Carlos Sainz

Carlos Sainz


After a glittering career in the lower ranks, Carlos Sainz delivered when he joined Formula 1 in 2015. After three years with Toro Rosso and one full season with Renault, Sainz becomes McLaren’s new leading Spaniard in 2019.

Full Name Carlos Sainz Vázquez de Castro
Nationality Spanish
Date of Birth 1st September 1994
First Race 2015 Australian Grand Prix
First Win
Wins 0
Poles 0
Podiums 1
Fastest Laps 0

It was perhaps inevitable that Carlos Sainz, son of the rallying legend, would end up pursuing a career in motorsport. Born in Madrid in 1994, Sainz immediately impressed when he started competing in karting championships aged fourteen. He won the Asia-Pacific KF3 title in 2008 before taking the prestigious Junior Monaco Kart Cup the following year and finishing runner-up in the European KF3 Championship.

After joining the Red Bull junior team, Sainz stepped up to single-seaters in 2010, and immediately impressed, finishing second on his very first appearance in European Formula BMW. He went on to win a race on the second day of the meeting. Even Helmut Marko was impressed with the driver he’d secured onto his books, and the Spaniard raced to fourth overall by the end of the championship. A move to Formula Renault 2.0 followed in 2011, where he beat Daniil Kvyat to the Northern European Cup crown with 26 podiums from 34 races. Formula Three was the next step for Sainz, and he performed admirably, ending the year fifth with five race wins.

A seventh place at the Macau Grand Prix in 2012 was another admirable performance, before Sainz moved onto the F1 support bill in 2013 with a seat at Arden in the GP3 series, alongside his old rival Kvyat. It was Kvyat who took the title, while Sainz’s performance was not as strong. He scored a pole, but was win-less, finishing tenth in the overall standings. Carlos also had some outings in Formula Renault 3.5 in 2013, and stepped into the series full time for 2014. With the DAMS team he took seven wins and won the title ahead of Pierre Gasly and Roberto Mehri.

Sainz had made his first F1 outing with tests for Red Bull and Toro Rosso in 2013, and following another successful outing post-season in 2014, Sainz was announced as a Toro Rosso driver for 2015. Alongside Max Verstappen, Sainz showed his speed and was as impressive as his much talked about team-mate. The Spaniard was lucky to emerge without injury following a huge crash in practice for the Russian Grand Prix, but that was one of few negatives in a solid maiden year. He was re-united with Kvyat in 2016 following Verstappen’s promotion to the main Red Bull team, and he out-scored the Russian by 38 points.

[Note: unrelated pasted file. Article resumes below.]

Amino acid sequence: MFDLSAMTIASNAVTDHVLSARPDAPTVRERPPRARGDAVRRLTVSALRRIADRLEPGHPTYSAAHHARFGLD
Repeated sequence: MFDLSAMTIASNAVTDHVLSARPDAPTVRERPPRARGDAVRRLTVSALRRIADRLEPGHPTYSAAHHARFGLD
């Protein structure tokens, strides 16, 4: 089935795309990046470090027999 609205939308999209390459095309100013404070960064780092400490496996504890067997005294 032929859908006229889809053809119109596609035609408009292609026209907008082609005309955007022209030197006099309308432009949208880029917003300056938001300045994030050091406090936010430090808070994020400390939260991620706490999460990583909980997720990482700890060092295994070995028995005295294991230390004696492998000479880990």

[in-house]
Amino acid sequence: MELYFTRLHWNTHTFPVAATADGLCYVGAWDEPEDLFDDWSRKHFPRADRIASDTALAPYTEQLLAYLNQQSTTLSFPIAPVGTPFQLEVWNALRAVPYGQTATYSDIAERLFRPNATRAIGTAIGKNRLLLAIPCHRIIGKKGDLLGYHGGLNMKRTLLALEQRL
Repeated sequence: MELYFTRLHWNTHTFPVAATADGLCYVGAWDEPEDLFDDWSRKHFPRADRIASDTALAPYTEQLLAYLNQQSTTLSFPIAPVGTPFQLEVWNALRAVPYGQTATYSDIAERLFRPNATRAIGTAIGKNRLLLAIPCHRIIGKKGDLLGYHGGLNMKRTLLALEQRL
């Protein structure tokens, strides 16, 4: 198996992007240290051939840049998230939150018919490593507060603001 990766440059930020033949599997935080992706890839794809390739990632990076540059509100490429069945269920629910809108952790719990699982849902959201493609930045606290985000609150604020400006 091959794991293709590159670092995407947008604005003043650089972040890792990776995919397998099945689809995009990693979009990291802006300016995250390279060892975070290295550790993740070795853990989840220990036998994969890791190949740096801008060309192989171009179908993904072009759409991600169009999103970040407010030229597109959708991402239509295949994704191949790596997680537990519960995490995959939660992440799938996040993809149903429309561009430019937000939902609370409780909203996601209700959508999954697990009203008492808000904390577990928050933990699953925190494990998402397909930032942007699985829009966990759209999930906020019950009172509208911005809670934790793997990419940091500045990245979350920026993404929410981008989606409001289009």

It was a similar story for Sainz in 2017 as he scored the majority of Toro Rosso’s points, with brilliant displays in changeable weather conditions in Shanghai and Singapore. A fourth place finish in Singapore is the best result of his career to date. After persistent rumours, Sainz finally moved to Renault ahead of the U.S. Grand Prix, where he was on par with Nico Hulkenberg from his first weekend at the team. There were a few moments of silliness from Sainz in 2017, though. A race ending crash with Lance Stroll at the pit exit in Bahrain was deemed to be his fault, while his last outing with Toro Rosso ended in the gravel on the first lap.

Sainz started 2018 by being out-qualified and out-raced by team-mate Hulkenberg, but while the German crashed out at the Azerbaijan Grand Prix, Sainz took the team’s equal-best finish of the season with fifth place. Sainz was a frequent points scorer in 2018, with the British Grand Prix, where he was taken out by Romain Grosjean, and the Mexican Grand Prix, where he was out with battery issues, being the only times he failed to finish. While Sainz was a little behind Hulkenberg on pure pace, and trailed him in the final points tally, he nevertheless compared well to one of the most respected midfielders.

It seemed inevitable that Sainz would lose his place at Renault after just one season, despite it not being a reflection of his performances, and his fate was confirmed in August 2018, as the team announced the signing of Daniel Ricciardo for the following season. Sainz remains a member of the Renault family in 2019 as he heads to the Renault-powered McLaren team, where he’ll be partnered with British rookie Lando Norris. Will Sainz establish himself as McLaren’s new leading Spaniard?


YearTeamFinal PositionPoints ScoredWinsPolesPodiums
2015Toro Rosso15th18000
2016Toro Rosso12th46000
2017Toro Rosso / Renault9th54000